This much I can confirm: there is growing pessimism among U.S. officials about the possibility of the long-sought political deal amongst Shi'ites and Sunnis and Kurds. The current feeling is that there's no way to get the Shi'ites to relinquish any significant power. So there may be an American desire to shake things up.That's right. The Shiites will will never give up any substantial power to the Sunnis. Why should they? And as long as that's the case, the Sunni insurgency will never give up either.
On the other hand I just love it when I have to start a paragraph so forcefully there's also the sense that Maliki is the most plausible alternative amongst the various Shi'ite factions. The vain hope, now six months old, that a broader coalition might be built to run Iraq amongst Kurds, acceptable Sunnis, secular Shi'ites and assorted cats and dogs is now officially dead.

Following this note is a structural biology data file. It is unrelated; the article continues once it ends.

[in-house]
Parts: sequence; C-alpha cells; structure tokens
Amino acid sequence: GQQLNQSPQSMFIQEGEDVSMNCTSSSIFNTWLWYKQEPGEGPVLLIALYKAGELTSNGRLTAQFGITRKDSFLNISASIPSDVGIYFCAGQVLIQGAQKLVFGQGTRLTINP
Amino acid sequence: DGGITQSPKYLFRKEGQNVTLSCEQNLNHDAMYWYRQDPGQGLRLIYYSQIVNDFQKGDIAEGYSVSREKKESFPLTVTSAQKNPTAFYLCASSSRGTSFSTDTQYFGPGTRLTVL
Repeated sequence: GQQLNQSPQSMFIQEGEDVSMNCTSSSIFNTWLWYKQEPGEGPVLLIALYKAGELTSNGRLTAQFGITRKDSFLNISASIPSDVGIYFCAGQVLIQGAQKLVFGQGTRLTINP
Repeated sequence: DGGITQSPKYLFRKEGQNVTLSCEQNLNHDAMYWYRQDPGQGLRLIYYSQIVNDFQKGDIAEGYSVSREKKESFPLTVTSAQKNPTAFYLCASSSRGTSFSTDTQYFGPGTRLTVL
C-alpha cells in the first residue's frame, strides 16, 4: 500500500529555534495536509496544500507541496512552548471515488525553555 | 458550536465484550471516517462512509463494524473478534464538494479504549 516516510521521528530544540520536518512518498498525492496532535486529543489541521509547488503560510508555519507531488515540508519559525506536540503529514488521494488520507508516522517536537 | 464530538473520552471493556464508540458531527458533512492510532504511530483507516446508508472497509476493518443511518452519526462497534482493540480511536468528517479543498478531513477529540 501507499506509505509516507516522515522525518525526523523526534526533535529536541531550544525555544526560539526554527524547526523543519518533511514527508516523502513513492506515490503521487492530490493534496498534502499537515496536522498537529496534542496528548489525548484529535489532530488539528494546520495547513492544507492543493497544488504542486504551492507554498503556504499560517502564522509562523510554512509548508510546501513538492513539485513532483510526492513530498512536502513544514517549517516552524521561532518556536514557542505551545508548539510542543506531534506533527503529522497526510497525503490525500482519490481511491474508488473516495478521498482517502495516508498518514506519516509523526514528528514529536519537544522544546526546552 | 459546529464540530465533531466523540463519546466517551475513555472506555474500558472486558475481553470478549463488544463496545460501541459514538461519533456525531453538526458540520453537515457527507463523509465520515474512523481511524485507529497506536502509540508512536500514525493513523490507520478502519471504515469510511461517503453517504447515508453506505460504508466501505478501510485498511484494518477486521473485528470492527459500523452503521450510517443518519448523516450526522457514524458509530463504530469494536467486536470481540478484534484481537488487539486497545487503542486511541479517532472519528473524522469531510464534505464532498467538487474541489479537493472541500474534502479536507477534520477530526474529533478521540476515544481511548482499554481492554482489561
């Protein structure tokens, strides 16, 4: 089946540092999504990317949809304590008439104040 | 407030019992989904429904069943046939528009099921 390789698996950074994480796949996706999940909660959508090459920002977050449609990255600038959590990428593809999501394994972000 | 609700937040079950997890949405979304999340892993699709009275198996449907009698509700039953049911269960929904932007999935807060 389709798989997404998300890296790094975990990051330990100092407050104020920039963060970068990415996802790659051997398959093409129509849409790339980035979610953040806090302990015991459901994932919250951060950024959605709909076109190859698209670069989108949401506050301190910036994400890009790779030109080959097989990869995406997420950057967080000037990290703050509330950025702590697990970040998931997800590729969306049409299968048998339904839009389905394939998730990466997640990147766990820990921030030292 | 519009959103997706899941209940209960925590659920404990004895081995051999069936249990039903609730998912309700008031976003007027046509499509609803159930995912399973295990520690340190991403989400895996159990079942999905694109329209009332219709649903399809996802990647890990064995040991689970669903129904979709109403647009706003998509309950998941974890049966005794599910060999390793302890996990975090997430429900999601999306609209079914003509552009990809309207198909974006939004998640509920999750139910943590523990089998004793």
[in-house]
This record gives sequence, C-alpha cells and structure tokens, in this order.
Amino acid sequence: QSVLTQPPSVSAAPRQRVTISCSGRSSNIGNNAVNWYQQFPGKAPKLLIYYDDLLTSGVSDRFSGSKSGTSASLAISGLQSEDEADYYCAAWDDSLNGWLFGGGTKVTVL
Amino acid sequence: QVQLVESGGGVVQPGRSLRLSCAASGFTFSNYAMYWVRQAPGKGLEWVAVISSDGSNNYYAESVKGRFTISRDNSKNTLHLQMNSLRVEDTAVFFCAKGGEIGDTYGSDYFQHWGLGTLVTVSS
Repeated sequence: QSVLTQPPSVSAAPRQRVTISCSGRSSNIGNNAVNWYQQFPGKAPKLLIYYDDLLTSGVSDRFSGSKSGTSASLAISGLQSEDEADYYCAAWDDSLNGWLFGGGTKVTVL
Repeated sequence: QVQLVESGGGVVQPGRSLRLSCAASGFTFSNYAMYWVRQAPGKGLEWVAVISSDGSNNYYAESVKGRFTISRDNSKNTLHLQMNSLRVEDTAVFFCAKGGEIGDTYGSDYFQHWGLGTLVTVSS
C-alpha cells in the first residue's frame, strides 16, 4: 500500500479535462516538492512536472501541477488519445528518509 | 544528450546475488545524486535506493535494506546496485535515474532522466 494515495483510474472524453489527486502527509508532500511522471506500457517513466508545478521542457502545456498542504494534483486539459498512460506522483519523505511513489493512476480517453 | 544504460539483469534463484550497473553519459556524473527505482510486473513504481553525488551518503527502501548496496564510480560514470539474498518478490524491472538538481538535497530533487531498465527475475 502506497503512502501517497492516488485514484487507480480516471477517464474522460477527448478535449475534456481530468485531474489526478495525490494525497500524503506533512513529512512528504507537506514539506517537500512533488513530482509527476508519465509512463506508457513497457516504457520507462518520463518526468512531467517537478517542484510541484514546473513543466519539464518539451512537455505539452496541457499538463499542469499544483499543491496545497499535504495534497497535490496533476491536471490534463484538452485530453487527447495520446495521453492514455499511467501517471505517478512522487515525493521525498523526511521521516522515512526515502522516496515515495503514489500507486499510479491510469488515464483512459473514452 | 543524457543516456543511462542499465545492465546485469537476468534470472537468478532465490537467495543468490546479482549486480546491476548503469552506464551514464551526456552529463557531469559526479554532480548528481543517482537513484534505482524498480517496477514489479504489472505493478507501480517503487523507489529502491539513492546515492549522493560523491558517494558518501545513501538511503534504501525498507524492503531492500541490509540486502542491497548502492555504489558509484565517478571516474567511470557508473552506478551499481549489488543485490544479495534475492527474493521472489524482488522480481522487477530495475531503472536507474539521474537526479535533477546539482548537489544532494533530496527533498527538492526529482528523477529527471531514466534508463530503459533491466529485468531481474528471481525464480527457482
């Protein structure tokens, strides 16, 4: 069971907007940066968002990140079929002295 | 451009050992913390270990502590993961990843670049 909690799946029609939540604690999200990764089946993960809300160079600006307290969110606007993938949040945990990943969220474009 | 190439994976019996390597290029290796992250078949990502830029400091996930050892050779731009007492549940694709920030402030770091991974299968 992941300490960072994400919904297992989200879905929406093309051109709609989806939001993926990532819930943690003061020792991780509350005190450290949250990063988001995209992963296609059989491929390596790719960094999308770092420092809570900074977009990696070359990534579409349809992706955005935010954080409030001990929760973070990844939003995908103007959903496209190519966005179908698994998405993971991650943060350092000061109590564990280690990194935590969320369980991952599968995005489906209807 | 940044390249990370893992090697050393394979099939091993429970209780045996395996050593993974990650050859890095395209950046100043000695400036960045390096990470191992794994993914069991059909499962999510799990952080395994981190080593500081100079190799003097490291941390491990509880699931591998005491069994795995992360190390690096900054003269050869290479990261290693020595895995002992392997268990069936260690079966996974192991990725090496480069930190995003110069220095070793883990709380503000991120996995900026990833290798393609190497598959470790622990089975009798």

In the end, whether we stay or not, the Shiites will come to some kind of understanding with the Kurds, who will retain their quasi-independence in the north. The rest of the country will become a Shia theocracy. That can happen slowly, with us caught in the middle, or it can happen quickly after an American withdrawal. But it will happen either way, and there's nothing we can do to stop the bloodshed. There is no magic bullet.
Anyone who thinks otherwise needs to provide some plausible scenario in which we have at least a small chance of influencing this underlying political dynamic. I haven't heard one yet, and the surge is one of the most pathetic of the lot, little more than a desperate attempt to run out the clock so that George Bush can claim that he wasn't the one who lost Iraq. That might help him sleep better once he's out of office, but it won't change the reality or the history books. It's time to leave.